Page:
President Obama will not embark on a week-long trip to Asia, because of the fiscal crisis in Washington. Even before the cancellation, some analysts saw signs that commitment was waning to a US 'pivot to Asia.'
Coming on the heels of Mr. Obama’s speech at the United Nations last week in which he suggested the United States would not be shifting its focus from the Middle East anytime soon, the cancellation underscores the view of many Asia experts that Obama’s plans to “rebalance” US strategic and economic capital toward Asia are in danger.
"The narrative is building pretty strongly that the pivot has lost its mojo,” says Michael Green, a former Asia adviser in the George W. Bush White House who is now a senior vice president at Washington’s Center for Strategic and International Studies.
The UN speech only adds to concerns across Asia that US budget cuts and replacement of an Asia-focused Hillary Rodham Clinton by the more Middle East-centered John Kerry are taking the steam out of Obama’s first-term focus on Asia, Mr. Green says.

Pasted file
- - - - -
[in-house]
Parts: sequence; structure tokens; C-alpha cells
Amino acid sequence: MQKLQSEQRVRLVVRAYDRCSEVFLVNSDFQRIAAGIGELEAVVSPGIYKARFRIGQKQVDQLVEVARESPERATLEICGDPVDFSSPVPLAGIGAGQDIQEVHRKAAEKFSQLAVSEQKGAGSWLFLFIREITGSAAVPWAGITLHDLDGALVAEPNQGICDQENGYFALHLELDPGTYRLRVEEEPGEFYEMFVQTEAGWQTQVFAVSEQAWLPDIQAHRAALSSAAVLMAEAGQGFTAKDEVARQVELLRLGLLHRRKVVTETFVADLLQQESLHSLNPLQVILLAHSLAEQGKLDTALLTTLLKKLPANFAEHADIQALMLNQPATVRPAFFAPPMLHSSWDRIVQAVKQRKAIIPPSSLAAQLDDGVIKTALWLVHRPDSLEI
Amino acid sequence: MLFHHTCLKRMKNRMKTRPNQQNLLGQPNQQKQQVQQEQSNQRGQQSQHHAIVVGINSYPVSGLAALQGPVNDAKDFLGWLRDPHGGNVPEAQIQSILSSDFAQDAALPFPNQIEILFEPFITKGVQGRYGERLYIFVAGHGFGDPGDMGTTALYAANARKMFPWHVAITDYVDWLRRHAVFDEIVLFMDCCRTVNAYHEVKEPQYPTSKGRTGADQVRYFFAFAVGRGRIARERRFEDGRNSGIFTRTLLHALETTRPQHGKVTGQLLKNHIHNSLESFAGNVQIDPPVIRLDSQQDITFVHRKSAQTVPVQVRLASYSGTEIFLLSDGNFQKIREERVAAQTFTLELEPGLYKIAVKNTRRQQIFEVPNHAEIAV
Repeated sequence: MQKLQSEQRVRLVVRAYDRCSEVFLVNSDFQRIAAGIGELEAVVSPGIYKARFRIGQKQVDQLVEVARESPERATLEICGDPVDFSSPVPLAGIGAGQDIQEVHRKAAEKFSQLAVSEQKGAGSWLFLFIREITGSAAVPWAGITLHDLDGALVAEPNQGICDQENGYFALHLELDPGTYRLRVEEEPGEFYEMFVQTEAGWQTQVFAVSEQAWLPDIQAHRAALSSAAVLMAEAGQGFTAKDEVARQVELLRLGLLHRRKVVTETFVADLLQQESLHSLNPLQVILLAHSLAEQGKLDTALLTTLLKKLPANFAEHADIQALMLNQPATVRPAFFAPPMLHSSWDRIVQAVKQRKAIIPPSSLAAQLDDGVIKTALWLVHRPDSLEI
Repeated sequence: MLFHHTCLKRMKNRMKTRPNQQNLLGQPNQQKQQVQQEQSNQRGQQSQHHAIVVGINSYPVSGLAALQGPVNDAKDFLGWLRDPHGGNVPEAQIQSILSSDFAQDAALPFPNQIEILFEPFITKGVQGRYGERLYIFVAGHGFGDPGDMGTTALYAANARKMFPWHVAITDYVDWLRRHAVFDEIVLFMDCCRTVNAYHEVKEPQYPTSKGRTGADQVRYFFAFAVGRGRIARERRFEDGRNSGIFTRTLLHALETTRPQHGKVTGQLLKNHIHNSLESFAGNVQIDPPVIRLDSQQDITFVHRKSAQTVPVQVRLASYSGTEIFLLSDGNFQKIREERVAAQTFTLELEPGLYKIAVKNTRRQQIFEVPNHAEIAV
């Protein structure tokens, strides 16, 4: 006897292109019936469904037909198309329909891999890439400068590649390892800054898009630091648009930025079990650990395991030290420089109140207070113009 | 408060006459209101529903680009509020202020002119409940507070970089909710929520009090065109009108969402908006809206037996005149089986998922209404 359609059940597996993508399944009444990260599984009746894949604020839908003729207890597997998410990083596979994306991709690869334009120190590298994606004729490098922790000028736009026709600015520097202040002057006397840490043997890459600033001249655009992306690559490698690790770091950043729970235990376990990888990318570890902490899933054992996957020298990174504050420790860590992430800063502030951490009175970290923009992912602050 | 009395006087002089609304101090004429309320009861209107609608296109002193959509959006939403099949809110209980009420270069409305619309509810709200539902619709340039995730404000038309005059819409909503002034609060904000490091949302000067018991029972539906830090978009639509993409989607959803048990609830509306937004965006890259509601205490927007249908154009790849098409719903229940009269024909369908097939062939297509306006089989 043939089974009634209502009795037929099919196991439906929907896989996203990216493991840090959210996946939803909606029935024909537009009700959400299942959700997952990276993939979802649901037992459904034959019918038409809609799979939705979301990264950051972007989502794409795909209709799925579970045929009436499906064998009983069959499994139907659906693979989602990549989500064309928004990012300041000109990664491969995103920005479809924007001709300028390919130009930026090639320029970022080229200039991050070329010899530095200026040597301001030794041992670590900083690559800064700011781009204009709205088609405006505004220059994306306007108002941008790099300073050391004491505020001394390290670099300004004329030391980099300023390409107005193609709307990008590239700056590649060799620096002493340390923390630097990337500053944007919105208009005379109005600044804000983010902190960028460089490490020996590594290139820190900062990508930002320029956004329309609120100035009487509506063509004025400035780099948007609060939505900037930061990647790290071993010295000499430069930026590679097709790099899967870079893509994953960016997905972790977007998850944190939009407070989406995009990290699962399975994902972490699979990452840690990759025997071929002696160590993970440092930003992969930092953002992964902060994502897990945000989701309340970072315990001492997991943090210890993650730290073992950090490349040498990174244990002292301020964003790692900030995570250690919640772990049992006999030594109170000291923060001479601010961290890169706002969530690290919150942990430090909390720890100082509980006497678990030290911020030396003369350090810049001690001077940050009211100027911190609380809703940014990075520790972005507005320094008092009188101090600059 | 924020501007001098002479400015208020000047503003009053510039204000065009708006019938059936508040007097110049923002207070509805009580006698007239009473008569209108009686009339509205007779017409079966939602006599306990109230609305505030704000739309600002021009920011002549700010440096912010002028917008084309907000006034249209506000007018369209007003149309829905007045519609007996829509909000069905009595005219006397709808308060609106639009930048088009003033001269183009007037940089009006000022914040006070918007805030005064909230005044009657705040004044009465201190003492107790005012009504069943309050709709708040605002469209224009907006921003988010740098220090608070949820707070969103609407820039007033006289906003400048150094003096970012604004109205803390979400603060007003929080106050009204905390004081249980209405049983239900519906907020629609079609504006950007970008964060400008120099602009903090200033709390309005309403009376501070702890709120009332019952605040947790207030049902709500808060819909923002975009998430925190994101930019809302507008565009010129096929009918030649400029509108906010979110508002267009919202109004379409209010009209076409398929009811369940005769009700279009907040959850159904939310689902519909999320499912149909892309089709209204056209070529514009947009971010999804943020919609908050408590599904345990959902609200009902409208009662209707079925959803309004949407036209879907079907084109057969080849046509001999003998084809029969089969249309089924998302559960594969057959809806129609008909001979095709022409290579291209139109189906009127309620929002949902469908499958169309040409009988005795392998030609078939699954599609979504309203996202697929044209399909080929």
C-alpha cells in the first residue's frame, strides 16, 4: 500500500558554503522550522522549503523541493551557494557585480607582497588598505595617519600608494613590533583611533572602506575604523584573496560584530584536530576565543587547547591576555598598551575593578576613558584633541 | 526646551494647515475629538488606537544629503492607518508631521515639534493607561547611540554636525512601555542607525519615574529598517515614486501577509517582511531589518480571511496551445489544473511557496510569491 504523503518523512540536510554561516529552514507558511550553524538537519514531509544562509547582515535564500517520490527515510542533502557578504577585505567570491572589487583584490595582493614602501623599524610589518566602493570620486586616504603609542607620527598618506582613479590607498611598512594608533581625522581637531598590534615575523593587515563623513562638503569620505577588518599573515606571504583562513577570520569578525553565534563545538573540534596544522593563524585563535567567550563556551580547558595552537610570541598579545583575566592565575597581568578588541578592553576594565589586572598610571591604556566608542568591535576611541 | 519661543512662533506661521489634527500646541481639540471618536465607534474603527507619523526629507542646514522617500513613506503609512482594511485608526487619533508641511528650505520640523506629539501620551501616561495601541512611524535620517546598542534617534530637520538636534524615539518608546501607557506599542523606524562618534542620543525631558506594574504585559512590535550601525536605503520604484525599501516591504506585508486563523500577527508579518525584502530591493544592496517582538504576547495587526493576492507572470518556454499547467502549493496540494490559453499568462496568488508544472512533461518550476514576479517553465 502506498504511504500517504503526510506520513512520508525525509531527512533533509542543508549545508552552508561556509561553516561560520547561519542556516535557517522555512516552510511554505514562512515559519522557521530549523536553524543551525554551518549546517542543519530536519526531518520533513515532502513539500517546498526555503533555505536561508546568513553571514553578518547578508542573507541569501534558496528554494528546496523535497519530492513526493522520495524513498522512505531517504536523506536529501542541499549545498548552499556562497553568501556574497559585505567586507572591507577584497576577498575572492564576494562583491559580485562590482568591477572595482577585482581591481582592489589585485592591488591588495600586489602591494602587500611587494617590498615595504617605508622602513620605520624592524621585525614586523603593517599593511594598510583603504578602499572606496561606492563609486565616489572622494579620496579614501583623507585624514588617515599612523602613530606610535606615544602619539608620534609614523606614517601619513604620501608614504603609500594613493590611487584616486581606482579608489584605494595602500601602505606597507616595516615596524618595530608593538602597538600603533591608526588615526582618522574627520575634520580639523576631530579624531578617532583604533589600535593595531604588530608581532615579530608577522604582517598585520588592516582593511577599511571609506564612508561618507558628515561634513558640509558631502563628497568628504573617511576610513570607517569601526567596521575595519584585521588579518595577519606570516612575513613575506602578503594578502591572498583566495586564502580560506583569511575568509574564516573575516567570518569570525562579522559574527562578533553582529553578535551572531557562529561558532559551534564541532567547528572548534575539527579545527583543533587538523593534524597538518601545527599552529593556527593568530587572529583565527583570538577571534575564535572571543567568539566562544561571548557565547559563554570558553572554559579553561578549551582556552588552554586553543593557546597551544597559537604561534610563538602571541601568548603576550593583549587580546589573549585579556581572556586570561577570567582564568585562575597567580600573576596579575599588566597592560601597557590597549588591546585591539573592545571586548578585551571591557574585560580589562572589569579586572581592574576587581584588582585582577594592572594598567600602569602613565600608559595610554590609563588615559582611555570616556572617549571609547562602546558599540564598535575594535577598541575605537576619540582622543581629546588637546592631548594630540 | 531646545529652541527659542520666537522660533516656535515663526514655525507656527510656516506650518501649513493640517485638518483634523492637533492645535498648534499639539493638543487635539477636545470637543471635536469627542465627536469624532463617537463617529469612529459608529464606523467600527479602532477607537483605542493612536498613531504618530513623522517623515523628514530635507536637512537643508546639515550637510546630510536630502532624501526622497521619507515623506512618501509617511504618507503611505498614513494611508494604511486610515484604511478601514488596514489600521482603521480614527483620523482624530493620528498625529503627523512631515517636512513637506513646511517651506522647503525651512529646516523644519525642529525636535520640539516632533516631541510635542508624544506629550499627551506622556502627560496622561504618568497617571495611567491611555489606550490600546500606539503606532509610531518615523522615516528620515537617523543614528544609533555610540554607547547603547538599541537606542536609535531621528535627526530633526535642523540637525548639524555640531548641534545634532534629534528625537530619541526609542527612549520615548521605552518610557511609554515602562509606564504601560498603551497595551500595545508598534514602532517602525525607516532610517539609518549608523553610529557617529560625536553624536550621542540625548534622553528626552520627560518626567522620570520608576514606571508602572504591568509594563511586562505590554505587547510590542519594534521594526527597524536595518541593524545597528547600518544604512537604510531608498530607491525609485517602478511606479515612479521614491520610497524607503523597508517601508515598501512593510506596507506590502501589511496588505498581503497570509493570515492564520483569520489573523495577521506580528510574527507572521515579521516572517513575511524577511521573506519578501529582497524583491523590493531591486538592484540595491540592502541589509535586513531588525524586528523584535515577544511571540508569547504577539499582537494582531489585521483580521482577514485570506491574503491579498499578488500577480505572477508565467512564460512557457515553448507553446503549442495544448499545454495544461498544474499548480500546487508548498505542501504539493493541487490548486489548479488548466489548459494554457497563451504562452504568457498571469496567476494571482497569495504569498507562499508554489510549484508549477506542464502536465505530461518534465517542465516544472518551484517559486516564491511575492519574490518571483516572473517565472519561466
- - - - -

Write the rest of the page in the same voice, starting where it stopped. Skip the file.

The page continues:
But even if Obama’s UN speech raised eyebrows in Asia, the more important threat by far to America’s standing in that region comes from the political turmoil in Washington that is behind the president’s cancelled Asia trip, others say.
“It’s possible for the US to walk and chew gum at the same time [so] the Middle East is not the big problem,” says Ken Lieberthal, a former senior director for Asia in the Clinton National Security Council and now a senior fellow at the Brookings Institution in Washington. “The real problem is the political dysfunction in Washington and what that signals to the region.”
The president's cancelled trip is one high-profile effect of the political crisis, but other examples – US trade officials who are unable to travel to negotiations as a result of reduced budgets, for example – are altering regional assessments of America’s long-term commitment, Mr. Lieberthal says.
Across-the-board budget cuts known as the “sequester,” plus the government shutdown over a bitter spending dispute, are prompting speculation that the US military footprint in Asia could be reduced and that America’s economic clout in the region could suffer as well.